Invasive Species Compendium

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Abstract

Lactational anestrus in Caribbean donkeys.

Abstract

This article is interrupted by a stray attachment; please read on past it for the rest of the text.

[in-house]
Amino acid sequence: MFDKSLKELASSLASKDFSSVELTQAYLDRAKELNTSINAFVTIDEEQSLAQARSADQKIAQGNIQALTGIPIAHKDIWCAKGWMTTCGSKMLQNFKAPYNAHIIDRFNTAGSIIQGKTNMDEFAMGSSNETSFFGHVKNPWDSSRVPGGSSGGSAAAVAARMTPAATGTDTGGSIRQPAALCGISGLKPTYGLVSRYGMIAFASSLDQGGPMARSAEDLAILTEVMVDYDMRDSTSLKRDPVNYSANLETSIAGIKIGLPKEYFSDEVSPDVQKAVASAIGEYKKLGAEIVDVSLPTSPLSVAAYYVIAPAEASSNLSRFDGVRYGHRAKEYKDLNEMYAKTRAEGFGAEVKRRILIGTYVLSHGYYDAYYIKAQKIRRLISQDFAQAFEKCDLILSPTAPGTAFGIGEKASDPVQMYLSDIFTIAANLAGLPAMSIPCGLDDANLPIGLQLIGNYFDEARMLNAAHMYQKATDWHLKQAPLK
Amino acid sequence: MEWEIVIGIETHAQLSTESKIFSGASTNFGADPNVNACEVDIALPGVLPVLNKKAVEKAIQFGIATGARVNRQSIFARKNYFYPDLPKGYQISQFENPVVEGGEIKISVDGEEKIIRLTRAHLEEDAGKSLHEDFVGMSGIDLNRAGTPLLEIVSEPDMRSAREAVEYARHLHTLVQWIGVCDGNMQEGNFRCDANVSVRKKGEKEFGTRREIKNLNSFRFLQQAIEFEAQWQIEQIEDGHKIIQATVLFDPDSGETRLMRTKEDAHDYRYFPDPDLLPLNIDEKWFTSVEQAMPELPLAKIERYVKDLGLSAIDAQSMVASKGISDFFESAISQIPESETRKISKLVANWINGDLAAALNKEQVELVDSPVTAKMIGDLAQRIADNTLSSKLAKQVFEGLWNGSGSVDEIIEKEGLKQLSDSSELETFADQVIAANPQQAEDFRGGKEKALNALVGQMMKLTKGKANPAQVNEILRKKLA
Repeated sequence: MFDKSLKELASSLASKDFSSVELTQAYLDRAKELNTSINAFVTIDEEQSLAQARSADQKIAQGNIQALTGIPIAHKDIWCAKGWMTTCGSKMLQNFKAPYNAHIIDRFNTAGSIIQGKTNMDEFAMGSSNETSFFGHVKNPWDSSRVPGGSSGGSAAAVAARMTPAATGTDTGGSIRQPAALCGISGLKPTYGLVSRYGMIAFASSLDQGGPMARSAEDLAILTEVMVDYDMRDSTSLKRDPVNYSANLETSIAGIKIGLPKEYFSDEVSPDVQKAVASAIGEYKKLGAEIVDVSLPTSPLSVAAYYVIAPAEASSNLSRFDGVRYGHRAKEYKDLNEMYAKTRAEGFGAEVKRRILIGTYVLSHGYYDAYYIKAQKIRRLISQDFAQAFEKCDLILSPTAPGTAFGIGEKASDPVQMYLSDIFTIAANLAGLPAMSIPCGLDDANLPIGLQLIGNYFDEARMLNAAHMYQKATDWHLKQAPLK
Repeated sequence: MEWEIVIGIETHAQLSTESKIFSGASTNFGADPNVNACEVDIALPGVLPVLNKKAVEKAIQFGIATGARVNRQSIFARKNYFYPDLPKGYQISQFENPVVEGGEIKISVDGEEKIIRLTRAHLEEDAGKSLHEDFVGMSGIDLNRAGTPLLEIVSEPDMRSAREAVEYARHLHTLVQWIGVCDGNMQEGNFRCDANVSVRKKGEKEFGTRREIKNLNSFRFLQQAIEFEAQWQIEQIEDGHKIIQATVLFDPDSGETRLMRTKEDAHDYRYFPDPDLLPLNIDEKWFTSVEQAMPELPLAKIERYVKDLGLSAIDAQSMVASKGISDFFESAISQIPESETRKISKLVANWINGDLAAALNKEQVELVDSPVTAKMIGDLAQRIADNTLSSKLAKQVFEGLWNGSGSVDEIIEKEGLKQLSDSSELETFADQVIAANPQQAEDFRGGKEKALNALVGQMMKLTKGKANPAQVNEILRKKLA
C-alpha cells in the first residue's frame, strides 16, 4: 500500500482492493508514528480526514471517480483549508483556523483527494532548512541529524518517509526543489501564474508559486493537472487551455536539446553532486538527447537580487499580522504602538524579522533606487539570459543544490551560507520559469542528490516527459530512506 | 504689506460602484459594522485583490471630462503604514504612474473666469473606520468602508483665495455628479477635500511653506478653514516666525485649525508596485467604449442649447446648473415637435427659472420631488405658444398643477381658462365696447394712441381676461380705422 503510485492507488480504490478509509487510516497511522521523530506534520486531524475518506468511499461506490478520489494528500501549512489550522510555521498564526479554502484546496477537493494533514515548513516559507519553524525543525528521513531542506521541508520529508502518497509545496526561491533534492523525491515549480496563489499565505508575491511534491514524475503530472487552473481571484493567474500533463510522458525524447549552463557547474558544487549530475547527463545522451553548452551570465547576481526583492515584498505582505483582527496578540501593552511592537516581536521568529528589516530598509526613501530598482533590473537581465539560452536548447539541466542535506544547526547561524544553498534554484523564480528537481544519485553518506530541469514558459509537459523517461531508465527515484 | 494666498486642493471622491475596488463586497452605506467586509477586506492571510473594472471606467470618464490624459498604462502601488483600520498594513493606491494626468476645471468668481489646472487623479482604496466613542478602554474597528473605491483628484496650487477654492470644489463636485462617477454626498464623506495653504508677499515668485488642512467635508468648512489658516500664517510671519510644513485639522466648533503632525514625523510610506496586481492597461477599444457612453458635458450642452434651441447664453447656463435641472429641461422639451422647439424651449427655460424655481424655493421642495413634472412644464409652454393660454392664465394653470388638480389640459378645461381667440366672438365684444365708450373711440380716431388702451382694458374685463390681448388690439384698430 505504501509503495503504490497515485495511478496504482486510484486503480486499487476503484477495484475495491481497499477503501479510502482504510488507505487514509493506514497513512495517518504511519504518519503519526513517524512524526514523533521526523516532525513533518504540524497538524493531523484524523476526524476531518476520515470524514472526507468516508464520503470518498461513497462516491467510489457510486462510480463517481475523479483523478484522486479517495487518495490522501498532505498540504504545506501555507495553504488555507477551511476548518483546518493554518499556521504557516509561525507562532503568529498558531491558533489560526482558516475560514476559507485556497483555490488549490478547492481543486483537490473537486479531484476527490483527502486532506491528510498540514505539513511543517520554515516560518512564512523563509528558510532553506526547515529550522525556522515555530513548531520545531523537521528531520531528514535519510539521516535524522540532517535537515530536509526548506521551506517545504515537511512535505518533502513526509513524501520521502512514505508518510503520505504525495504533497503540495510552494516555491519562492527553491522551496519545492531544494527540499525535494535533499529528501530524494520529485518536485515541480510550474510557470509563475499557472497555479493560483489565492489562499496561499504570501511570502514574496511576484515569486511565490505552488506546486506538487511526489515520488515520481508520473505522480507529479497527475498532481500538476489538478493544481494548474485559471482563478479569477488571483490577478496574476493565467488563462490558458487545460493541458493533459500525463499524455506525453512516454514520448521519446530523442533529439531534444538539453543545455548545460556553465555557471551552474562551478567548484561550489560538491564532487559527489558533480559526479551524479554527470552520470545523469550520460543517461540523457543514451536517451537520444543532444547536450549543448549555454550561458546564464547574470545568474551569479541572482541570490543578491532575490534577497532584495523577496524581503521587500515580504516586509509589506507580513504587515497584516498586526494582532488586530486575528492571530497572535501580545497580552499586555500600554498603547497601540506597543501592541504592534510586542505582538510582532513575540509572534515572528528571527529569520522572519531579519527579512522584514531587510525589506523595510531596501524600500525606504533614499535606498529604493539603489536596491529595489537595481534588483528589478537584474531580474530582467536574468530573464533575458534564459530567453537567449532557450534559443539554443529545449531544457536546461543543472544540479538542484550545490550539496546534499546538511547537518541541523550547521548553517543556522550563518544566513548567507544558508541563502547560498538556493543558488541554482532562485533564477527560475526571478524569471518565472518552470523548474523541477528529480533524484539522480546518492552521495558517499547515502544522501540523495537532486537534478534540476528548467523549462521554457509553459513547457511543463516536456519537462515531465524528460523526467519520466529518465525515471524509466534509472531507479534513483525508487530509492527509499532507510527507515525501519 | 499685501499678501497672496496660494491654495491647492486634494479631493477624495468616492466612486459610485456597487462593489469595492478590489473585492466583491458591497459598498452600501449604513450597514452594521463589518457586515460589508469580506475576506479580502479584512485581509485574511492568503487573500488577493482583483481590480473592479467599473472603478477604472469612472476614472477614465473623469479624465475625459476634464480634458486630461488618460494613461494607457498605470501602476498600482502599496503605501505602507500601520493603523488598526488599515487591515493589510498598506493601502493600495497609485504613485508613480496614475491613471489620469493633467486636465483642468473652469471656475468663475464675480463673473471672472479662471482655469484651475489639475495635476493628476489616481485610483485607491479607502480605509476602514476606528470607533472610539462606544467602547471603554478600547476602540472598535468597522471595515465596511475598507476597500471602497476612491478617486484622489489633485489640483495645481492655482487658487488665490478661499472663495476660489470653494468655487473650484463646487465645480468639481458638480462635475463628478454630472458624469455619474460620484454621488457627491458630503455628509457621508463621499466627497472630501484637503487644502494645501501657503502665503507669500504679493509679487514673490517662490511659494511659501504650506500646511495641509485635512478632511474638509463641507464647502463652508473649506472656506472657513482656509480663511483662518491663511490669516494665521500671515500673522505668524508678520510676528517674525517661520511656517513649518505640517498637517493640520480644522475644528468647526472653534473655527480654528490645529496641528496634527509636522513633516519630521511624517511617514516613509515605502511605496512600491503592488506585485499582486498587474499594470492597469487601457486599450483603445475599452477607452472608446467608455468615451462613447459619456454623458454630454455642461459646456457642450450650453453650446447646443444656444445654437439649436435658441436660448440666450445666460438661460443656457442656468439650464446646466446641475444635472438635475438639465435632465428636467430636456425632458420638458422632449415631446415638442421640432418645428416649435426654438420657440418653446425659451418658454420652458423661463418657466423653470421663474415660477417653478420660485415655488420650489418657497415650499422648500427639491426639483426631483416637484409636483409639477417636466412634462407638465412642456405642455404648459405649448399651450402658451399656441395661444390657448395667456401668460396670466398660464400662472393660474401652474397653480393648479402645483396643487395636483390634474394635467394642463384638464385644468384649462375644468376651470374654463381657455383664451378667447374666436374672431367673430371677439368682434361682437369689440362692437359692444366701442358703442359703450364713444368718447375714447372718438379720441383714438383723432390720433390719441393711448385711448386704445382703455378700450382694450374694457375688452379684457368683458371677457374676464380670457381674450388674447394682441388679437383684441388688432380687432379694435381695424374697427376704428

Lactational anestrus is common in many species, but not in equids. This case report documents an unusual finding of eight donkeys (from a group of 25) on the Caribbean island of St. Kitts that remained anestrus after foaling during the physiological breeding season. Twenty-five feral female donkeys in advanced pregnancy were acquired. No breeding history was known and all pregnancies were monitored via weekly transabdominal ultrasonography. All jennies foaled without complications and weekly transrectal ultrasonographic examinations were conducted to monitor uterine involution and cyclicity. Four foals died from septicemia within the first week and all of their dams soon re-established ovarian cyclicity. Thirteen jennies had a foal heat with overt signs of estrus within 2 weeks after foaling, then returned to normal cyclicity. However, the remaining eight jennies did not ovulate or display signs of estrus until their foals were weaned, ∼4 months later. Following weaning, all eight jennies promptly returned to normal cyclicity. That these eight jennies returned to normal cyclicity following weaning supported our diagnosis of lactational anestrus during the physiological breeding season, a phenomenon apparently never reported in donkeys.